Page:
The differing and effective styles of kkOma and KT Rolster’s Lee Ji-Hoon

The clip made quick rounds on social media and brought a wide range of reactions from those who viewed it.

SK Telecom T1 coach Kim “kkOma” Jung-gyun, during a Feb. 16 League Champions Korea match against Samsung Galaxy, berated his players in the booth after Game 1 — which SKT won.

It seemed confusing why kkOma had such a visceral reaction after a victory, and one can wonder if that kind of coaching style could be detrimental for a team. Even in interviews, kkOma is often not satisfied, even after 2-0 wins (like the one Feb. 16), looking for more places to improve and weaknesses to curb. KkOma seems fixated on the standard of play for his team, and some of that looks like it’s rubbing off on the players. With three League of Legends World Championship wins to his name, kkOma has become the model for Korean excellence; he demands greatness from his players because he knows they can produce it.

On the other side of Thursday’s rekindling of the “Telecom Wars” is Lee Ji-hoon, head coach for KT Rolster. Like kkOma, he has been a mainstay with his team (joined the organization in 2013), and though he doesn’t have as much success as kkOma (only one worlds berth), he is considered to be one of the coaching greats in Korea. KT is repeatedly among the best teams in the strongest region.

Often seen interacting jovially with players — both in his team and out — through social media, Lee seems much more friendly in comparison to KkOma. Even in interviews, he often jokes about his players, sharing funny anecdotes and giving off the air of a playful father in charge of five children. Lee’s easy-going nature seems to be evidence that the hardline approach many Korean coaches take isn’t the only way to succeed.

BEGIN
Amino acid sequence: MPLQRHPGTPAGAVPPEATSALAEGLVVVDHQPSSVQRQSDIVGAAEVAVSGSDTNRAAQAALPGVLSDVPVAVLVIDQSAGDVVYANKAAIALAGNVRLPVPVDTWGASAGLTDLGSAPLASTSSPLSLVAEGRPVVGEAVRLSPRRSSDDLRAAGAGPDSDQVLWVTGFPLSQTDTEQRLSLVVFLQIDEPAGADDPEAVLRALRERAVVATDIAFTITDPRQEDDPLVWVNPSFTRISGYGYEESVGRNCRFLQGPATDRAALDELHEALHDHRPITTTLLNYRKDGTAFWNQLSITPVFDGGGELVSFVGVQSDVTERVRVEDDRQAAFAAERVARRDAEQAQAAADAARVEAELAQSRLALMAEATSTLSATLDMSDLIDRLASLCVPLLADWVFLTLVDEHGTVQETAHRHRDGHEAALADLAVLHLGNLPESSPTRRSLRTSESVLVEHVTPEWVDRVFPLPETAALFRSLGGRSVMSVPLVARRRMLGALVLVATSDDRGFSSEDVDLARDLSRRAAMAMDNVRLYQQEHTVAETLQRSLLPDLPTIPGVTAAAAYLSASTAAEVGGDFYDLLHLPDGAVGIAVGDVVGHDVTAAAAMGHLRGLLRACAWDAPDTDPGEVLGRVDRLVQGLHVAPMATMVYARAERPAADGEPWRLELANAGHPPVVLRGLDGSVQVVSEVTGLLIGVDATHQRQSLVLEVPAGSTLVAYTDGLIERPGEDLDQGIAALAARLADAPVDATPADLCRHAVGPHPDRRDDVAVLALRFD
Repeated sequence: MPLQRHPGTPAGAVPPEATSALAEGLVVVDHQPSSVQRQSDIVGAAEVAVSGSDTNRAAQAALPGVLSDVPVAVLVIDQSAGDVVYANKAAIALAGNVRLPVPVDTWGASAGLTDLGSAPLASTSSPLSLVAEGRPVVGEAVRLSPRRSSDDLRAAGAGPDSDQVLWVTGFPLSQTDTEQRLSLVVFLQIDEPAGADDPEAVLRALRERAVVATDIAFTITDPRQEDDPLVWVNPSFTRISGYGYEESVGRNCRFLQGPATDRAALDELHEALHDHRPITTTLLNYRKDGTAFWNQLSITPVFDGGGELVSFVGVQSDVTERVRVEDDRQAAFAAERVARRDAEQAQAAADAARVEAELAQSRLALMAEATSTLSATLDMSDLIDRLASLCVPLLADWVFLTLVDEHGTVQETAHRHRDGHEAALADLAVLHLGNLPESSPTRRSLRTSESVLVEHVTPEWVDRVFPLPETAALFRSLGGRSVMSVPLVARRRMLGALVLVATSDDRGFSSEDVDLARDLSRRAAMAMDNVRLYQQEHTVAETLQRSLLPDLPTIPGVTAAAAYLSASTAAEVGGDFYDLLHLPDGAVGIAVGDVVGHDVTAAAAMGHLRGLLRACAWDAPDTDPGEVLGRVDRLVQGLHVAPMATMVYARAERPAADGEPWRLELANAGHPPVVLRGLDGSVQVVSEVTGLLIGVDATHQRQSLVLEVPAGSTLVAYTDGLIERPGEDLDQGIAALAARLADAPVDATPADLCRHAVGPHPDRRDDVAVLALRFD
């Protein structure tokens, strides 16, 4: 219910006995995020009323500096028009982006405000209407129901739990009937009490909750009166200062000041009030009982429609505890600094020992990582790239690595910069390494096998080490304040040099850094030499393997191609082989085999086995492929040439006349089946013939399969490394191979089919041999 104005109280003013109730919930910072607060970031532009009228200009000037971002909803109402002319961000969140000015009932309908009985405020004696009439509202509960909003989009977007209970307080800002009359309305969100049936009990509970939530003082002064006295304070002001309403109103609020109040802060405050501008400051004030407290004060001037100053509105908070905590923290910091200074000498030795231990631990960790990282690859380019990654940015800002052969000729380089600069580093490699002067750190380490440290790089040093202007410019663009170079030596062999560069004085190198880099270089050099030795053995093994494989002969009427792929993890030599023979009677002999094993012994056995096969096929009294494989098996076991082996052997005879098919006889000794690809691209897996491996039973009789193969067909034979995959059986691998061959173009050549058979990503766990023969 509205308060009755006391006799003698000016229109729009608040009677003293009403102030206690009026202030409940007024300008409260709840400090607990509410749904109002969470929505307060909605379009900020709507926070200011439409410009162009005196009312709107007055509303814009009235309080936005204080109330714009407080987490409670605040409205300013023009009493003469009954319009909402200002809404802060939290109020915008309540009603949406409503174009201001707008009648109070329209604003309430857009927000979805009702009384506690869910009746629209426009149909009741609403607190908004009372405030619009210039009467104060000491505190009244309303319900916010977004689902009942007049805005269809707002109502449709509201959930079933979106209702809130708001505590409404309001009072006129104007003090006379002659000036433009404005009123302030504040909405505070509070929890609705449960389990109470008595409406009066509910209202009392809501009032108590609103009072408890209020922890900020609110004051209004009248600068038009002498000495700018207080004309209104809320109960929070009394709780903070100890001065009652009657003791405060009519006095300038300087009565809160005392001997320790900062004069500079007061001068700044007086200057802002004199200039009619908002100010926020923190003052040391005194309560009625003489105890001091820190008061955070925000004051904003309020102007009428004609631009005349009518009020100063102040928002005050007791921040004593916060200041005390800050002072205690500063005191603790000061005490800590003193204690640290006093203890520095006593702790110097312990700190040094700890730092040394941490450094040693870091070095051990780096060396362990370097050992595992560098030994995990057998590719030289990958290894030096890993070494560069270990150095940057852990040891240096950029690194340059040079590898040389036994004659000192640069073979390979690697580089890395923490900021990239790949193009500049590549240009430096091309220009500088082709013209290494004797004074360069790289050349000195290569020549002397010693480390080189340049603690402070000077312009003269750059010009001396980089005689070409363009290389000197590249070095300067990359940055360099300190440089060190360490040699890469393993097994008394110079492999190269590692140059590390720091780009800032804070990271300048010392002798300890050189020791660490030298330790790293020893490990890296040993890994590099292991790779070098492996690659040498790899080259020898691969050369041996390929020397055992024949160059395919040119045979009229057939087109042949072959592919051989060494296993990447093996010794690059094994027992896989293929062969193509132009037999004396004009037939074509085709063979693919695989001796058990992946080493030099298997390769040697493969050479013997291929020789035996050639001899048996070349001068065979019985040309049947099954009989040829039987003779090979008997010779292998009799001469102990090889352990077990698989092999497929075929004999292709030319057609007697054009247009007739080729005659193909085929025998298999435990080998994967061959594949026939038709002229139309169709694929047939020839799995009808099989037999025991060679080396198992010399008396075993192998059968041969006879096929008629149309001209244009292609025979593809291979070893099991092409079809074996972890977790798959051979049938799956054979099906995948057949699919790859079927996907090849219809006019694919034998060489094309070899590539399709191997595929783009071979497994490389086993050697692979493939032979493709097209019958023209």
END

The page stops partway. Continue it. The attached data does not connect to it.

Coach Lee even poked fun at his opposite, kkOma, asking if there was “a voice recording of what (kkOma) was yelling about,” during a segment from OGN’s “Weekly LCK” show. But Lee also made it clear that he respects all KkOma has accomplished.

“Of course he’s a great coach, and he’s a good friend of mine, but I’m still curious if he’s like that even after they win, would the players not be negatively affected by it,” he said on the show. “I can think that because SKT is a team that has been working together for a long time, that even that can be good feedback. In our team’s case, I step in when the players get a little too crazy. I mostly let things slide, but when the players get too loose, I scold them every now and again.”

No successful coach would allow the players to walk all over them to the point where they lose the respect of their players. As coaching still plays a large part in managing a team with varying personalities, especially one like 2017’s KT, with such a strong collection of star players including Somg “Smeb” Kyung-ho, Kim “Deft” Hyuk-kyu and Cho “Mata” Se-hyeong. Lee even confessed that the team had a lot of difficulty coming together as a team.

This isn’t to say that kkOma does nothing but demand his team to do better. Often seen in the streams of SKT’s players, kkOma maintains a good relationship with all of them. Chae “Piglet” Gwang-jin thanked kkOma for “heavily criticizing” him during his acceptance speech for 2013’s ‘Best AD Carry of 2013’ award for the Korean Esports Awards. Current ADC Bae “Bang” Jun-sik bought kkOma a Rolex after worlds last year. The players also joke with KkOma about his ongoing search for a girlfriend. KkOma obviously commands the respect of his players, and the players are very attached to their coach in a way that goes beyond simple success.

Even with the variance of coaching styles between the two, there is more than just success that ties the two coaches together. KkOma and Lee are both well respected by their respective teams, and have a firm grip to keep the players in line. With proper managerial skill and the knowledge of what to do and when, both coaches have paved a successful route to the top — through very different means.

Slingshot staff writer and Korean League of Legends expert who also owns a Pikachu-themed iPhone case.

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